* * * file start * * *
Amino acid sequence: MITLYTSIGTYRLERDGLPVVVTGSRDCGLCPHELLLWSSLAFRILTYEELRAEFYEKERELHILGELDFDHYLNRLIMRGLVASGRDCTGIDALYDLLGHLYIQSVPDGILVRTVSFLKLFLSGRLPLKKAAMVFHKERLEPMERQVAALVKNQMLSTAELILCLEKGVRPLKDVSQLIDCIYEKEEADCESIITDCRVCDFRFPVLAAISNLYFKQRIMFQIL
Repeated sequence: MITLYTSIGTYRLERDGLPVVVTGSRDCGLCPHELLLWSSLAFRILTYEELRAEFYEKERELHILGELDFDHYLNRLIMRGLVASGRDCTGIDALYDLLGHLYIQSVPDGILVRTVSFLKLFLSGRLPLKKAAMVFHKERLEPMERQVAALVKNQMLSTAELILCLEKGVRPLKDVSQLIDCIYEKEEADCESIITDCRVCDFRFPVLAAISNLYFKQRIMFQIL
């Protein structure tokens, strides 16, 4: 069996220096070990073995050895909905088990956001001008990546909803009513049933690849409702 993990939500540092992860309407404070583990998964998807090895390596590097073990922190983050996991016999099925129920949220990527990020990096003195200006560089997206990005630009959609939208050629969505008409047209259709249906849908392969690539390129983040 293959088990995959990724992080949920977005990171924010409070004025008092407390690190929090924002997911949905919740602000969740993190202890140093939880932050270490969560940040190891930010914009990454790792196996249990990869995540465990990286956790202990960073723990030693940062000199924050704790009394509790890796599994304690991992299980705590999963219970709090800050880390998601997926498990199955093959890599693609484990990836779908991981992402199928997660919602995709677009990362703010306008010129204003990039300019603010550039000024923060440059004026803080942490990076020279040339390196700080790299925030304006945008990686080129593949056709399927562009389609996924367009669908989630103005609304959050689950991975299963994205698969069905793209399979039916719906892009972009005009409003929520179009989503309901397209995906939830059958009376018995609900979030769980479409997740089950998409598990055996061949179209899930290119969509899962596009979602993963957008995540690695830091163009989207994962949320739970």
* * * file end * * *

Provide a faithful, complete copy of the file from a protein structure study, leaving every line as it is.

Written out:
Amino acid sequence: MITLYTSIGTYRLERDGLPVVVTGSRDCGLCPHELLLWSSLAFRILTYEELRAEFYEKERELHILGELDFDHYLNRLIMRGLVASGRDCTGIDALYDLLGHLYIQSVPDGILVRTVSFLKLFLSGRLPLKKAAMVFHKERLEPMERQVAALVKNQMLSTAELILCLEKGVRPLKDVSQLIDCIYEKEEADCESIITDCRVCDFRFPVLAAISNLYFKQRIMFQIL
Repeated sequence: MITLYTSIGTYRLERDGLPVVVTGSRDCGLCPHELLLWSSLAFRILTYEELRAEFYEKERELHILGELDFDHYLNRLIMRGLVASGRDCTGIDALYDLLGHLYIQSVPDGILVRTVSFLKLFLSGRLPLKKAAMVFHKERLEPMERQVAALVKNQMLSTAELILCLEKGVRPLKDVSQLIDCIYEKEEADCESIITDCRVCDFRFPVLAAISNLYFKQRIMFQIL
């Protein structure tokens, strides 16, 4: 069996220096070990073995050895909905088990956001001008990546909803009513049933690849409702 993990939500540092992860309407404070583990998964998807090895390596590097073990922190983050996991016999099925129920949220990527990020990096003195200006560089997206990005630009959609939208050629969505008409047209259709249906849908392969690539390129983040 293959088990995959990724992080949920977005990171924010409070004025008092407390690190929090924002997911949905919740602000969740993190202890140093939880932050270490969560940040190891930010914009990454790792196996249990990869995540465990990286956790202990960073723990030693940062000199924050704790009394509790890796599994304690991992299980705590999963219970709090800050880390998601997926498990199955093959890599693609484990990836779908991981992402199928997660919602995709677009990362703010306008010129204003990039300019603010550039000024923060440059004026803080942490990076020279040339390196700080790299925030304006945008990686080129593949056709399927562009389609996924367009669908989630103005609304959050689950991975299963994205698969069905793209399979039916719906892009972009005009409003929520179009989503309901397209995906939830059958009376018995609900979030769980479409997740089950998409598990055996061949179209899930290119969509899962596009979602993963957008995540690695830091163009989207994962949320739970």